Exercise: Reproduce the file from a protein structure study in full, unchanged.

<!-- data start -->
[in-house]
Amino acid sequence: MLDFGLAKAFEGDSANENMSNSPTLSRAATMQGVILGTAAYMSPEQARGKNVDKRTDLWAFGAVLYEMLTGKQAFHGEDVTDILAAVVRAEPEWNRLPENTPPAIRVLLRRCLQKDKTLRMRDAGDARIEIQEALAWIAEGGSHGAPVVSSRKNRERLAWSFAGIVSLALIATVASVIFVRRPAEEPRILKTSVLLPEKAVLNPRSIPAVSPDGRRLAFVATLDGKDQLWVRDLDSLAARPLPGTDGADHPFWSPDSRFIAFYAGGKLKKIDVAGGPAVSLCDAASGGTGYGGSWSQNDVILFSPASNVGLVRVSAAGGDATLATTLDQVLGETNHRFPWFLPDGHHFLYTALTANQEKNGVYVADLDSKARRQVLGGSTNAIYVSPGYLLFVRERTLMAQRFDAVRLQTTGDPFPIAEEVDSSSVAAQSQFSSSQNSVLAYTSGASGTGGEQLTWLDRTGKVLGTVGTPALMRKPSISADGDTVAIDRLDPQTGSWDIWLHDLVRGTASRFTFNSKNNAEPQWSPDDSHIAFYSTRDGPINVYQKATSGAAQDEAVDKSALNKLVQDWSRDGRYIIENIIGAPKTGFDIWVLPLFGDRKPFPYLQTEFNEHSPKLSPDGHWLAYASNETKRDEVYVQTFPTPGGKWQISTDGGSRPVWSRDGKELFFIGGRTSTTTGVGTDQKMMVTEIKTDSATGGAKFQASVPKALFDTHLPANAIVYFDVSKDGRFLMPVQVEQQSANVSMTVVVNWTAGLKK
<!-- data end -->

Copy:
[in-house]
Amino acid sequence: MLDFGLAKAFEGDSANENMSNSPTLSRAATMQGVILGTAAYMSPEQARGKNVDKRTDLWAFGAVLYEMLTGKQAFHGEDVTDILAAVVRAEPEWNRLPENTPPAIRVLLRRCLQKDKTLRMRDAGDARIEIQEALAWIAEGGSHGAPVVSSRKNRERLAWSFAGIVSLALIATVASVIFVRRPAEEPRILKTSVLLPEKAVLNPRSIPAVSPDGRRLAFVATLDGKDQLWVRDLDSLAARPLPGTDGADHPFWSPDSRFIAFYAGGKLKKIDVAGGPAVSLCDAASGGTGYGGSWSQNDVILFSPASNVGLVRVSAAGGDATLATTLDQVLGETNHRFPWFLPDGHHFLYTALTANQEKNGVYVADLDSKARRQVLGGSTNAIYVSPGYLLFVRERTLMAQRFDAVRLQTTGDPFPIAEEVDSSSVAAQSQFSSSQNSVLAYTSGASGTGGEQLTWLDRTGKVLGTVGTPALMRKPSISADGDTVAIDRLDPQTGSWDIWLHDLVRGTASRFTFNSKNNAEPQWSPDDSHIAFYSTRDGPINVYQKATSGAAQDEAVDKSALNKLVQDWSRDGRYIIENIIGAPKTGFDIWVLPLFGDRKPFPYLQTEFNEHSPKLSPDGHWLAYASNETKRDEVYVQTFPTPGGKWQISTDGGSRPVWSRDGKELFFIGGRTSTTTGVGTDQKMMVTEIKTDSATGGAKFQASVPKALFDTHLPANAIVYFDVSKDGRFLMPVQVEQQSANVSMTVVVNWTAGLKK